“I am a member of a team, I rely on the team, I defer to it and sacrifice for it because the team, not the individual is the ultimate champion.” – Mia Hamm

Working together as one team does not mean that there are never any disagreements or debates; in fact, when you truly break down the silos and have a collective group working towards a common goal, it often creates more disagreement and debate about the path the team should take. Though these conversations can be uncomfortable at times, as a leader, you should cherish them because it is in these times that the best ideas are formed. It means that the team is coming together because they feel comfortable enough with each other to have honest debates. As the leader, the key then becomes guiding those discussions and helping the team come to a resolution that the team then buys into, whole heartedly, regardless of their individual opinion. Then, the team goes back to their department and implements the plan as if it were their own.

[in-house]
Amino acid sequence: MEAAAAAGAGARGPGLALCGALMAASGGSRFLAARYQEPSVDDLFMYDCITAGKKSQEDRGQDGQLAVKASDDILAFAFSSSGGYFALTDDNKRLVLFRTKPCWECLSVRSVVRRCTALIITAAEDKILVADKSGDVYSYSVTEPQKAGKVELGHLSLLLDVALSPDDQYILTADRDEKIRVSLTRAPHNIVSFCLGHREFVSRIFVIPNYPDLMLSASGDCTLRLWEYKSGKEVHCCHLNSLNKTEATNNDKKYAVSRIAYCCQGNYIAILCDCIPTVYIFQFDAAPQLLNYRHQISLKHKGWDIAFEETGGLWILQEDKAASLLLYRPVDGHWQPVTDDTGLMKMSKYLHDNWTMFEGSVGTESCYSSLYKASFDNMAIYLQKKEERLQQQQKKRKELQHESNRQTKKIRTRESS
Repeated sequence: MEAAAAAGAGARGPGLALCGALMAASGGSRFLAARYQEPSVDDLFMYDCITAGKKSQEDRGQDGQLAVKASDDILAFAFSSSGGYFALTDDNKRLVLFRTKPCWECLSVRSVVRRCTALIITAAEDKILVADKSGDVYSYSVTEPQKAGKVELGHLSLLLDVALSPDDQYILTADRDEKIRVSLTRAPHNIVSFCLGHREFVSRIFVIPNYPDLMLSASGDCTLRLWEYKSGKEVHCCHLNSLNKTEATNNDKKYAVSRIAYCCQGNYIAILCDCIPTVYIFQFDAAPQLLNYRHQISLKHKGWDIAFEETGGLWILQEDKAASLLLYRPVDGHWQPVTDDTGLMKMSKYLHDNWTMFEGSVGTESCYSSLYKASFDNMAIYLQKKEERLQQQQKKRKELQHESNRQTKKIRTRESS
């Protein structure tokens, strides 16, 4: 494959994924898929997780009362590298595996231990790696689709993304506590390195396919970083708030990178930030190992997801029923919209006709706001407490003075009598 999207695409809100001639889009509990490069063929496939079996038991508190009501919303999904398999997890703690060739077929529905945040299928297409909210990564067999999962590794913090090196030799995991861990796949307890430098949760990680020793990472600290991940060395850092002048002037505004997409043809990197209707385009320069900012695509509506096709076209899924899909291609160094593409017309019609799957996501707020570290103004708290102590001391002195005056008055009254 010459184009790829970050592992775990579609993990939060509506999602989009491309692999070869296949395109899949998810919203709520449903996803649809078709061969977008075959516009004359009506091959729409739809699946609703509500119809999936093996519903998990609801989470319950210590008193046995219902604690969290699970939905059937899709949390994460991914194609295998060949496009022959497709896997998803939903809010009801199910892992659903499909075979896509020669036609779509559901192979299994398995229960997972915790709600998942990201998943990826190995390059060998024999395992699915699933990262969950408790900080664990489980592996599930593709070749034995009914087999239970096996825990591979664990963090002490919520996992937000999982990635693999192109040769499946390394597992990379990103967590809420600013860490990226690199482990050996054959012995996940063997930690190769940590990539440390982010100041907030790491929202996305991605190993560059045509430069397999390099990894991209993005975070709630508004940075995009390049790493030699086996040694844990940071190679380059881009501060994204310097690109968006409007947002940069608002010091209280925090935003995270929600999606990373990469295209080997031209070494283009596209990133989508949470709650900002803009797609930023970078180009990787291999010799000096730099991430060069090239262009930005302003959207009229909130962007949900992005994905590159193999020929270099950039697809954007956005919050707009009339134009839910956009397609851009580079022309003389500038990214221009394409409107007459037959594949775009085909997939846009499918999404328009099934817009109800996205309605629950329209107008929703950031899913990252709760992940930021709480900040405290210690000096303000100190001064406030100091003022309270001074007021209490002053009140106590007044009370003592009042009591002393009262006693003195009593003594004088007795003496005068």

“When we are debating an issue, loyalty means giving the team your honest opinion whether you think they will like it or not. Disagreement at this stage is a stimulate to coming up with the best plan but once a decision has been made, the debate ends, from that point on, loyalty means executing the decision as if it were your own.” – Colin Powell